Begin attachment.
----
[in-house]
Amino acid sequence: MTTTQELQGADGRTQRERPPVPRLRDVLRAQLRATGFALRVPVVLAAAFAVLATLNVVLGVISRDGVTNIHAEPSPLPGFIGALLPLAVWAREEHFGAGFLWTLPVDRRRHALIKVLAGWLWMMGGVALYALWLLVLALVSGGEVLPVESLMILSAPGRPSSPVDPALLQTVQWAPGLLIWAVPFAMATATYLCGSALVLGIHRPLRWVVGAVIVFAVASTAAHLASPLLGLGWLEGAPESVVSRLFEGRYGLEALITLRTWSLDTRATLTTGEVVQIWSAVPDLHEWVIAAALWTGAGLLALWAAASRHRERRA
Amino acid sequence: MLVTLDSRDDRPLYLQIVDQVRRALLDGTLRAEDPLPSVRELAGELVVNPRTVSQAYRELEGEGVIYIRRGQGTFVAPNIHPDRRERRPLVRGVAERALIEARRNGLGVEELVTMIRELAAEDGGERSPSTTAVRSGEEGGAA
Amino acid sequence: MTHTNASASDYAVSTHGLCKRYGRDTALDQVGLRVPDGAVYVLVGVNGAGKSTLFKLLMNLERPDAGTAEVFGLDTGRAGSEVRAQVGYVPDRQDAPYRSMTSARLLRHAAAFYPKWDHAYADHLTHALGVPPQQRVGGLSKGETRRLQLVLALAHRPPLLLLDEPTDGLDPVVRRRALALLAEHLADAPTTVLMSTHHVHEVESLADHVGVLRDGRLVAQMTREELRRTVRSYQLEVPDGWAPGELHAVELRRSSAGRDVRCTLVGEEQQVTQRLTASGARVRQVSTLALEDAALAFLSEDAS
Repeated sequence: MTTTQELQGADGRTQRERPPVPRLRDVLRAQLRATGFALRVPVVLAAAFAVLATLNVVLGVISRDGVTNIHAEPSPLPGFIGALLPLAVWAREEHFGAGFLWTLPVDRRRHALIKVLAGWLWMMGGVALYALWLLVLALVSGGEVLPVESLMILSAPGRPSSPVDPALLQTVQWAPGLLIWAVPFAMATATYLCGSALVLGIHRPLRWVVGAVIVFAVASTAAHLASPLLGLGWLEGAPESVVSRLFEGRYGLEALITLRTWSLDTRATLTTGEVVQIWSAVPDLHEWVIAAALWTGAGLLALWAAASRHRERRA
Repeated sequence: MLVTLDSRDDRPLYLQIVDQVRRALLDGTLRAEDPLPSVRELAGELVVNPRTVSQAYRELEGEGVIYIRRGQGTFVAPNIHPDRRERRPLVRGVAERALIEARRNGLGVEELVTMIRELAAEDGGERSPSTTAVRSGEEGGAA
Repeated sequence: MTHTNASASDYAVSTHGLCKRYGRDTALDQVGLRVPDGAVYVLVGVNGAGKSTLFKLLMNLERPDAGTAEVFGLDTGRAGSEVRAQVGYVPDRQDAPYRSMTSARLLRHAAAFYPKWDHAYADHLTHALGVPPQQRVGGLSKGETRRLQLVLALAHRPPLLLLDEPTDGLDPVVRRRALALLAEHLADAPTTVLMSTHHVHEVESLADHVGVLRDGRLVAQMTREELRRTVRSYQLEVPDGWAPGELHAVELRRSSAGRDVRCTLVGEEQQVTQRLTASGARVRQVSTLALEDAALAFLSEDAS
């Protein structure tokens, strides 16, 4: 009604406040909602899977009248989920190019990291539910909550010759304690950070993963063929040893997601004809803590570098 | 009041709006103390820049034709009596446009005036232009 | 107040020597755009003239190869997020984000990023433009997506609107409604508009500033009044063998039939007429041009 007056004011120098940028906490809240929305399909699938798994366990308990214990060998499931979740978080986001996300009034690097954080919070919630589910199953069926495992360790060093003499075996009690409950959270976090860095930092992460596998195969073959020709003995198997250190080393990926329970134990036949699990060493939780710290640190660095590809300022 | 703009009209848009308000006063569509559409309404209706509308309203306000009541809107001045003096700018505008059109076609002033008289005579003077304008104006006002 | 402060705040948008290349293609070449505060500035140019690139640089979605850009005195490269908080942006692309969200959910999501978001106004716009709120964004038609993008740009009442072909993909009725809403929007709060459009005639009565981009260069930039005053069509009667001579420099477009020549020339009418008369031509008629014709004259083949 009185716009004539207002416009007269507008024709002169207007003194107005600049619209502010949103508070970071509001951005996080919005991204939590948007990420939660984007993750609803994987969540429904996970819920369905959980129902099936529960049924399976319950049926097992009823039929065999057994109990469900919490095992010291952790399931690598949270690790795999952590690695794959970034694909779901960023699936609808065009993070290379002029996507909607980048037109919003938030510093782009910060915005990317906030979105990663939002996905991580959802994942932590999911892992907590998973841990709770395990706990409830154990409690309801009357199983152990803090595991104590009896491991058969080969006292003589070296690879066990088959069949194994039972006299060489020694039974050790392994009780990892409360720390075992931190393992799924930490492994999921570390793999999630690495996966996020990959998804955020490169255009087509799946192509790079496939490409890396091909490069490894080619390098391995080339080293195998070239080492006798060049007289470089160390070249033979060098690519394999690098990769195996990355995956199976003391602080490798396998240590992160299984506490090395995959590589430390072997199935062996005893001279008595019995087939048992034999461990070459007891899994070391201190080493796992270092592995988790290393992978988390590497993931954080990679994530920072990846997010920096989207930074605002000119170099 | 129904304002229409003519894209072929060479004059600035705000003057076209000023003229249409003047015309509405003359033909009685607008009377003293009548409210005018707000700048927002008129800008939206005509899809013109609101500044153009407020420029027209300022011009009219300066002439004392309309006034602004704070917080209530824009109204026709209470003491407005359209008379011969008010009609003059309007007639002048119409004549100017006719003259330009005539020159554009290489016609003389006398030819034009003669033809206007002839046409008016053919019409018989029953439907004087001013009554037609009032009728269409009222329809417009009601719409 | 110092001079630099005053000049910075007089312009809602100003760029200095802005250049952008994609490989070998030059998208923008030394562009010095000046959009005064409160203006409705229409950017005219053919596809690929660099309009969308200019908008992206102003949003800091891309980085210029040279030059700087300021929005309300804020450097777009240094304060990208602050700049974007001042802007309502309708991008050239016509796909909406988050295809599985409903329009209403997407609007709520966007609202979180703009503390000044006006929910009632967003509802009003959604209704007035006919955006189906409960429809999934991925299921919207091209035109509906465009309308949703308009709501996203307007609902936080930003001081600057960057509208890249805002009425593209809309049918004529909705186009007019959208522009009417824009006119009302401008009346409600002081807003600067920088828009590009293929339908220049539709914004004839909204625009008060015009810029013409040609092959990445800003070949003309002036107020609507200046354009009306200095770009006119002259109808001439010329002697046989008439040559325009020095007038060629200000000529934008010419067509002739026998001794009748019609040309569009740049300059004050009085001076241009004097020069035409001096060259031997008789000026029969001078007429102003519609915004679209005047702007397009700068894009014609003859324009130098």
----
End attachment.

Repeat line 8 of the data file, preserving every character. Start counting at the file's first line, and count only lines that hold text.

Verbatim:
């Protein structure tokens, strides 16, 4: 009604406040909602899977009248989920190019990291539910909550010759304690950070993963063929040893997601004809803590570098 | 009041709006103390820049034709009596446009005036232009 | 107040020597755009003239190869997020984000990023433009997506609107409604508009500033009044063998039939007429041009 007056004011120098940028906490809240929305399909699938798994366990308990214990060998499931979740978080986001996300009034690097954080919070919630589910199953069926495992360790060093003499075996009690409950959270976090860095930092992460596998195969073959020709003995198997250190080393990926329970134990036949699990060493939780710290640190660095590809300022 | 703009009209848009308000006063569509559409309404209706509308309203306000009541809107001045003096700018505008059109076609002033008289005579003077304008104006006002 | 402060705040948008290349293609070449505060500035140019690139640089979605850009005195490269908080942006692309969200959910999501978001106004716009709120964004038609993008740009009442072909993909009725809403929007709060459009005639009565981009260069930039005053069509009667001579420099477009020549020339009418008369031509008629014709004259083949 009185716009004539207002416009007269507008024709002169207007003194107005600049619209502010949103508070970071509001951005996080919005991204939590948007990420939660984007993750609803994987969540429904996970819920369905959980129902099936529960049924399976319950049926097992009823039929065999057994109990469900919490095992010291952790399931690598949270690790795999952590690695794959970034694909779901960023699936609808065009993070290379002029996507909607980048037109919003938030510093782009910060915005990317906030979105990663939002996905991580959802994942932590999911892992907590998973841990709770395990706990409830154990409690309801009357199983152990803090595991104590009896491991058969080969006292003589070296690879066990088959069949194994039972006299060489020694039974050790392994009780990892409360720390075992931190393992799924930490492994999921570390793999999630690495996966996020990959998804955020490169255009087509799946192509790079496939490409890396091909490069490894080619390098391995080339080293195998070239080492006798060049007289470089160390070249033979060098690519394999690098990769195996990355995956199976003391602080490798396998240590992160299984506490090395995959590589430390072997199935062996005893001279008595019995087939048992034999461990070459007891899994070391201190080493796992270092592995988790290393992978988390590497993931954080990679994530920072990846997010920096989207930074605002000119170099 | 129904304002229409003519894209072929060479004059600035705000003057076209000023003229249409003047015309509405003359033909009685607008009377003293009548409210005018707000700048927002008129800008939206005509899809013109609101500044153009407020420029027209300022011009009219300066002439004392309309006034602004704070917080209530824009109204026709209470003491407005359209008379011969008010009609003059309007007639002048119409004549100017006719003259330009005539020159554009290489016609003389006398030819034009003669033809206007002839046409008016053919019409018989029953439907004087001013009554037609009032009728269409009222329809417009009601719409 | 110092001079630099005053000049910075007089312009809602100003760029200095802005250049952008994609490989070998030059998208923008030394562009010095000046959009005064409160203006409705229409950017005219053919596809690929660099309009969308200019908008992206102003949003800091891309980085210029040279030059700087300021929005309300804020450097777009240094304060990208602050700049974007001042802007309502309708991008050239016509796909909406988050295809599985409903329009209403997407609007709520966007609202979180703009503390000044006006929910009632967003509802009003959604209704007035006919955006189906409960429809999934991925299921919207091209035109509906465009309308949703308009709501996203307007609902936080930003001081600057960057509208890249805002009425593209809309049918004529909705186009007019959208522009009417824009006119009302401008009346409600002081807003600067920088828009590009293929339908220049539709914004004839909204625009008060015009810029013409040609092959990445800003070949003309002036107020609507200046354009009306200095770009006119002259109808001439010329002697046989008439040559325009020095007038060629200000000529934008010419067509002739026998001794009748019609040309569009740049300059004050009085001076241009004097020069035409001096060259031997008789000026029969001078007429102003519609915004679209005047702007397009700068894009014609003859324009130098």